About Corsica



About Corsica

Corsicain French: Corse, is a French island in the Mediterranean Sea. It is located west of Italy, southeast of the French mainland, and north of the island of Sardinia. Corsica is one of the 27 régions of France, although strictly speaking Corsica is designated as a "territorial collectivity" (collectivité territoriale) by law. As a territorial collectivity, it enjoys greater powers than other French régions, but for the most part its status is quite similar. Corsica is referred to as "région" in common speech, and is almost always listed among the other régions of France. Although the island is separated from the continental mainland by the Ligurian Sea and is closer to Italy than to the French mainland, politically Corsica is part of Metropolitan France. It was once briefly an independent Corsican Republic, until being incorporated into France in 1769. Its culture has French and Italian elements blended into it.

Napoléon Bonaparte was born in Ajaccio, where his ancestral home, Casa Buonaparte, is also located. Corsica has been occupied continuously since the Mesolithic era. It acquired an indigenous population that was influential in the Mediterranean during its long prehistory. After a brief occupation by the Carthaginians, colonization by the ancient Greeks, and an only slightly longer occupation by the Etruscans, it was incorporated by the Roman Republic and became with Sardinia a province of the Roman Empire. In the 5th century, the Roman Empire collapsed and the island was invaded by the Vandals, the Visigoths, the Saracens, and the Lombards. Pepin the Short, king of the Franks and Charlemagne's father, expelled the invaders and granted Corsica to pope Stephen II through the exarchate of Ravenna (756), which was the starting point of the temporal power of the papacy.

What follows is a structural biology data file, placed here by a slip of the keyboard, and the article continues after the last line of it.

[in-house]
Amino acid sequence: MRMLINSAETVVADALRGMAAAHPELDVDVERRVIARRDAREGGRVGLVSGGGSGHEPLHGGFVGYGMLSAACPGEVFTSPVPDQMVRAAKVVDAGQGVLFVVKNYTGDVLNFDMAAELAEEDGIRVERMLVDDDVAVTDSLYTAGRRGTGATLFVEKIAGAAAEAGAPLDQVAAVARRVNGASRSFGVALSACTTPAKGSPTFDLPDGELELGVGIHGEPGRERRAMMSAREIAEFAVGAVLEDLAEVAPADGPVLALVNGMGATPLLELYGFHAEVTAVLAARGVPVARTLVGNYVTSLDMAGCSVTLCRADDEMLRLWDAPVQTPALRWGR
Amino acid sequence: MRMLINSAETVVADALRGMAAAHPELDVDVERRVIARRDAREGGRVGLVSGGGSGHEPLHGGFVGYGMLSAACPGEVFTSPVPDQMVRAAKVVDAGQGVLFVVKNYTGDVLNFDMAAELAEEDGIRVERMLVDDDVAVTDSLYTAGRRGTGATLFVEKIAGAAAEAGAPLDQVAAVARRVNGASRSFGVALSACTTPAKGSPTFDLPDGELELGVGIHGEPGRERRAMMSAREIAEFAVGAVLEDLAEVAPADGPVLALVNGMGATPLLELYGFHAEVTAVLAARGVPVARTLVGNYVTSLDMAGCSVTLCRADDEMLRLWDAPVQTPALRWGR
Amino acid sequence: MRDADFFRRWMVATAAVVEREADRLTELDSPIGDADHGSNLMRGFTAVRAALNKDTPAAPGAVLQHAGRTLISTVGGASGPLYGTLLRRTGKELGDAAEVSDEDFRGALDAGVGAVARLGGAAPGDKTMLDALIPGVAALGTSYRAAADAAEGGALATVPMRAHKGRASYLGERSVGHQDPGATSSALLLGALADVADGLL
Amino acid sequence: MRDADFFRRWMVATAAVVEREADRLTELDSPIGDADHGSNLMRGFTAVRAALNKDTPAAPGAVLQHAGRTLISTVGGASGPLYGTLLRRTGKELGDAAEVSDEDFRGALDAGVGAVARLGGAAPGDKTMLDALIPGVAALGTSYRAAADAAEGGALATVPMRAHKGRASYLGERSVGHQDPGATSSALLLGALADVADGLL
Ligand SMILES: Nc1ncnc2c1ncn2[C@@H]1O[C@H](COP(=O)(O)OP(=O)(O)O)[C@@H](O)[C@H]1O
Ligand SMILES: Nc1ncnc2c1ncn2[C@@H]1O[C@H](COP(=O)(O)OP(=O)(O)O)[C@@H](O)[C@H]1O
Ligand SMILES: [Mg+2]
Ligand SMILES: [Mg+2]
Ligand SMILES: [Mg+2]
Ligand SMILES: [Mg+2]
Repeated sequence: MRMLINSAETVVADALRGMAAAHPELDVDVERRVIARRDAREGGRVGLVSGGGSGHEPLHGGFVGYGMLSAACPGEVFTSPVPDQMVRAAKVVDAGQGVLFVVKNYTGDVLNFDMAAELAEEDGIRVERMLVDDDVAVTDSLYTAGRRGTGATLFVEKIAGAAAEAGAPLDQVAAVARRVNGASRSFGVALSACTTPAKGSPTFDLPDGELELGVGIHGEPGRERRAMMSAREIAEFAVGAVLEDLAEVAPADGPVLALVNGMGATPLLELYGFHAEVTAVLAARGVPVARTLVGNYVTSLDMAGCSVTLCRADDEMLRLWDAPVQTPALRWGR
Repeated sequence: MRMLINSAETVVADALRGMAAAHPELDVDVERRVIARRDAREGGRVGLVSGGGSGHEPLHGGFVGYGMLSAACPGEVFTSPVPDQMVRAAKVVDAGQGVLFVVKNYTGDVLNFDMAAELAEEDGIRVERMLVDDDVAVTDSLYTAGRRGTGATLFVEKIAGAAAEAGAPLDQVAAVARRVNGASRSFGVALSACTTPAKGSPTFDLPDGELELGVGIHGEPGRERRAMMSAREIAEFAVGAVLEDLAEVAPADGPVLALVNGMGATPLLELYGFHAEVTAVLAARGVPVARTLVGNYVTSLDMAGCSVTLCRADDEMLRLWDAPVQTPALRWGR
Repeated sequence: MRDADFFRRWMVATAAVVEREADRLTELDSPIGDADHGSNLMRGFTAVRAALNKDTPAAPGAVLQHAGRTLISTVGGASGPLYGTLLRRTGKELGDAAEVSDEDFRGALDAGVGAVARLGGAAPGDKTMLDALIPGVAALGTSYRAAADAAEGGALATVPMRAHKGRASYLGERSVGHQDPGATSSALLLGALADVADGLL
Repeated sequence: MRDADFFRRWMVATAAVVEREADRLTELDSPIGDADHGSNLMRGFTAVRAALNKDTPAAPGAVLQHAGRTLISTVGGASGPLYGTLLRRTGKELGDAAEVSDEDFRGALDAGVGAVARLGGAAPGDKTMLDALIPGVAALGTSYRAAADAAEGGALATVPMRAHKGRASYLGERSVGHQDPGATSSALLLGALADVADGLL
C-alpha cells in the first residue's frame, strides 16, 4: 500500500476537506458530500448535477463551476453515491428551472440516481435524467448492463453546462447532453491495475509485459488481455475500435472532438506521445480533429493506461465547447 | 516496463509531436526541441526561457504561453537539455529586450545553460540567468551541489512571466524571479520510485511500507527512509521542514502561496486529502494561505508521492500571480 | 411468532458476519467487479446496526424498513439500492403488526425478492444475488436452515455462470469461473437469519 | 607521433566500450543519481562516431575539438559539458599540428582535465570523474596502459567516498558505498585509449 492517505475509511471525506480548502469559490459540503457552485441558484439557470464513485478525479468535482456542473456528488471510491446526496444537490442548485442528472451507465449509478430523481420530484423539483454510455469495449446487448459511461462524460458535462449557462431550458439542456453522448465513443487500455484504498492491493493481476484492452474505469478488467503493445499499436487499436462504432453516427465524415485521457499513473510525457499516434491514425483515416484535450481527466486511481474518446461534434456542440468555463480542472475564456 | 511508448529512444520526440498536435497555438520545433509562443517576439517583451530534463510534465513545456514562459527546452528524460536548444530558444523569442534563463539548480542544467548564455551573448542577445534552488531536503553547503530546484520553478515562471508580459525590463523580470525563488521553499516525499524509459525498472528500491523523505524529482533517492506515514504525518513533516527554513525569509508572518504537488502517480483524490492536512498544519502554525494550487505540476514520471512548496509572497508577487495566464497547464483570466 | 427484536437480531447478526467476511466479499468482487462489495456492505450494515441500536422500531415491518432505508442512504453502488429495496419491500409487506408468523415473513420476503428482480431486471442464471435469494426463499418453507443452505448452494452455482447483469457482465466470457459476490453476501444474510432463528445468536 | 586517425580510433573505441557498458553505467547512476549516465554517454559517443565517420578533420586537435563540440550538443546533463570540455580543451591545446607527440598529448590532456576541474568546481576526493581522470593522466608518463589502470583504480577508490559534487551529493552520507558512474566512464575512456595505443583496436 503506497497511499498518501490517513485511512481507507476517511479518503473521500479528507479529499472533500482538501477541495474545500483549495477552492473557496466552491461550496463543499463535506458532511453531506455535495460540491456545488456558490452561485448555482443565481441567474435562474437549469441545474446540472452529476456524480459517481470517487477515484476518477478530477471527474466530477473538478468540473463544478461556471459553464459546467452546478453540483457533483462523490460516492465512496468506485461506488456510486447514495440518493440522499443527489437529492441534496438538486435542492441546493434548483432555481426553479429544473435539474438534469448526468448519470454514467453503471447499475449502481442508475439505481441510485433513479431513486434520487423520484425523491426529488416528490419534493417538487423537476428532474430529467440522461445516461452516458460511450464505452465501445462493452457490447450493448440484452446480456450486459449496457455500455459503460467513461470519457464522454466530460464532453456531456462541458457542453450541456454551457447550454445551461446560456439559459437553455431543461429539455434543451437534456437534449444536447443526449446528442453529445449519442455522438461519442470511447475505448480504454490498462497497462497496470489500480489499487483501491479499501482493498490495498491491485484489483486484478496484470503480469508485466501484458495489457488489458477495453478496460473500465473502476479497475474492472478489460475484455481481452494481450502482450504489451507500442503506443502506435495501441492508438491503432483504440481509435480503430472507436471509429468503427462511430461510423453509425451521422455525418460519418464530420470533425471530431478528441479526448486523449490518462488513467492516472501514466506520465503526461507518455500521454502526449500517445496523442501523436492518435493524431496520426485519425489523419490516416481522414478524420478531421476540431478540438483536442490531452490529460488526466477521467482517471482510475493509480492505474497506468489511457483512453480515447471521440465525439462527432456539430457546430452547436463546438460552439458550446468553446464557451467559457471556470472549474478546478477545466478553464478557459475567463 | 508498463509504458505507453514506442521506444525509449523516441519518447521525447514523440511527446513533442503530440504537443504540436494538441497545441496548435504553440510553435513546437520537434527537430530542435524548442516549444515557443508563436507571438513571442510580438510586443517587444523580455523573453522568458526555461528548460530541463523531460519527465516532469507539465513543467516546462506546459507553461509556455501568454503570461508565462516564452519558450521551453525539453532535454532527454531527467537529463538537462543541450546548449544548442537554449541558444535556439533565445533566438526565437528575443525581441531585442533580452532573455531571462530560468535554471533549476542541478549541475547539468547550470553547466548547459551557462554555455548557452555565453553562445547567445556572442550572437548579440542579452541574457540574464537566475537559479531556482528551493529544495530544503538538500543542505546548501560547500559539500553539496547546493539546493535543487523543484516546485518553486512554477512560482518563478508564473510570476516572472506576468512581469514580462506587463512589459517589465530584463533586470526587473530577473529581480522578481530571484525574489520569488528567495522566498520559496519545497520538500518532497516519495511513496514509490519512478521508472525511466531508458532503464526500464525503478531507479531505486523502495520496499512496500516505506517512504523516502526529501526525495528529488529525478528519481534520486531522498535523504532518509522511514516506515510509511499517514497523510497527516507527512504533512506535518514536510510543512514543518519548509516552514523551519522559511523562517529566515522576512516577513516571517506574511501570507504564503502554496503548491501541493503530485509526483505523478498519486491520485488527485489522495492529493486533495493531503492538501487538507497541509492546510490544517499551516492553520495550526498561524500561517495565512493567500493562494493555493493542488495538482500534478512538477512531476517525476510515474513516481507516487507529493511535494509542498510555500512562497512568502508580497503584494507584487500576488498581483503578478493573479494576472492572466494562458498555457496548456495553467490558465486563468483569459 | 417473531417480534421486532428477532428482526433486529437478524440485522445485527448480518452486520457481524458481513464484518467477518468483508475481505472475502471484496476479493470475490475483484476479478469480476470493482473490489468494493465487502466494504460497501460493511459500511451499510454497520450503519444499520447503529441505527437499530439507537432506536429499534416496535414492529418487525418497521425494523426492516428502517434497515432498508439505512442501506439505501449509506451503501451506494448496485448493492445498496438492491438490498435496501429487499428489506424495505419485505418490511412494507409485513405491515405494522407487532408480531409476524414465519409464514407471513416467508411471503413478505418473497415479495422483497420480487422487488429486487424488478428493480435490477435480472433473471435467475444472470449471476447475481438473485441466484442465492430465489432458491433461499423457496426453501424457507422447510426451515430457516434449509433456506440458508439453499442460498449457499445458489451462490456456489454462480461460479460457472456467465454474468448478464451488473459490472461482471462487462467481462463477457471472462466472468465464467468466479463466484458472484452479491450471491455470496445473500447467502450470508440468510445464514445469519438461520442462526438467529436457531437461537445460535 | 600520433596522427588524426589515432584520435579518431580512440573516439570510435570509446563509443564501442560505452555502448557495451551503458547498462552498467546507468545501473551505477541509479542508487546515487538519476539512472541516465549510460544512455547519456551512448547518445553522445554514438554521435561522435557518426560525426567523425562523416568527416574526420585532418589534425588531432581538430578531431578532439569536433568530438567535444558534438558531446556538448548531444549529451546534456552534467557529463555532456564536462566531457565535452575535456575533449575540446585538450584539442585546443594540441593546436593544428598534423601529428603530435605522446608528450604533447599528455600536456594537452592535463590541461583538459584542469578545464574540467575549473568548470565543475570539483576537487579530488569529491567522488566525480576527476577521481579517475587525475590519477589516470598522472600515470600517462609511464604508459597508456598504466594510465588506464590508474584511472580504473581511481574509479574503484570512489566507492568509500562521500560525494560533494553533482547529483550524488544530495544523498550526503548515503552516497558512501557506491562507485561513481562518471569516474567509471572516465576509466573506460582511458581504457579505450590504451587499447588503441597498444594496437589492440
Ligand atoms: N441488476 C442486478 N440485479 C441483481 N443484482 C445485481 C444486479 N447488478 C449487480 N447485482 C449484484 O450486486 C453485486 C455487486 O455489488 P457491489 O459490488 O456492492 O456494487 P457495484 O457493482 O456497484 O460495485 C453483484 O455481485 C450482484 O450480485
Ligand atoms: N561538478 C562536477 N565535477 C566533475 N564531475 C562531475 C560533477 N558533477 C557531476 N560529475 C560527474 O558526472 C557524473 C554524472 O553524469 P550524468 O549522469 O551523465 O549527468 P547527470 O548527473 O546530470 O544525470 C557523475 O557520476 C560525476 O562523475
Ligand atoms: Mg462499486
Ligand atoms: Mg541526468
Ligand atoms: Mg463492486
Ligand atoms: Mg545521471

The Genoese took possession of the island in 1347, and governed it until 1729 – interrupted only by a brief occupation by forces of a Franco-Ottoman alliance in the Invasion of Corsica (1553). In Corsica, vendetta was a social code that required Corsicans to kill anyone who wronged the family honor. Between 1821 and 1852, no fewer than 4,300 murders were perpetrated in Corsica.

Source: Wikipedia